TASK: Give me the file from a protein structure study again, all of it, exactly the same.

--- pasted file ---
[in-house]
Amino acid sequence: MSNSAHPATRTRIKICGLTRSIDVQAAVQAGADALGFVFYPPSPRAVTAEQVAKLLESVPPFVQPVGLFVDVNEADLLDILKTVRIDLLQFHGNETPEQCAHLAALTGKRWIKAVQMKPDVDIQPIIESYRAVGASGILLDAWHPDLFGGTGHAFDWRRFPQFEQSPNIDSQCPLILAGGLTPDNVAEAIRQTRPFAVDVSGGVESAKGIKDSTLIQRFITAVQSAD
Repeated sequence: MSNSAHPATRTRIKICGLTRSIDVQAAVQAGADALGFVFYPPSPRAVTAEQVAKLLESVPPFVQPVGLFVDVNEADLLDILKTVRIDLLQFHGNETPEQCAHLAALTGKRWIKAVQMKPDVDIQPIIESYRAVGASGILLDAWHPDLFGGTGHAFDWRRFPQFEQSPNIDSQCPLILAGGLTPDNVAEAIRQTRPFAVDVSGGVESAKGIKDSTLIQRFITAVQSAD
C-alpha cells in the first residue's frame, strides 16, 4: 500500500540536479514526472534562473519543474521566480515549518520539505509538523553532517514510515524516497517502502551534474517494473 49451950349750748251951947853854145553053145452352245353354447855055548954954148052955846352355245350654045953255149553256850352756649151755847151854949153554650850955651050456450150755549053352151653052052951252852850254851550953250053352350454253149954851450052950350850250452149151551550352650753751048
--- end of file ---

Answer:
[in-house]
Amino acid sequence: MSNSAHPATRTRIKICGLTRSIDVQAAVQAGADALGFVFYPPSPRAVTAEQVAKLLESVPPFVQPVGLFVDVNEADLLDILKTVRIDLLQFHGNETPEQCAHLAALTGKRWIKAVQMKPDVDIQPIIESYRAVGASGILLDAWHPDLFGGTGHAFDWRRFPQFEQSPNIDSQCPLILAGGLTPDNVAEAIRQTRPFAVDVSGGVESAKGIKDSTLIQRFITAVQSAD
Repeated sequence: MSNSAHPATRTRIKICGLTRSIDVQAAVQAGADALGFVFYPPSPRAVTAEQVAKLLESVPPFVQPVGLFVDVNEADLLDILKTVRIDLLQFHGNETPEQCAHLAALTGKRWIKAVQMKPDVDIQPIIESYRAVGASGILLDAWHPDLFGGTGHAFDWRRFPQFEQSPNIDSQCPLILAGGLTPDNVAEAIRQTRPFAVDVSGGVESAKGIKDSTLIQRFITAVQSAD
C-alpha cells in the first residue's frame, strides 16, 4: 500500500540536479514526472534562473519543474521566480515549518520539505509538523553532517514510515524516497517502502551534474517494473 49451950349750748251951947853854145553053145452352245353354447855055548954954148052955846352355245350654045953255149553256850352756649151755847151854949153554650850955651050456450150755549053352151653052052951252852850254851550953250053352350454253149954851450052950350850250452149151551550352650753751048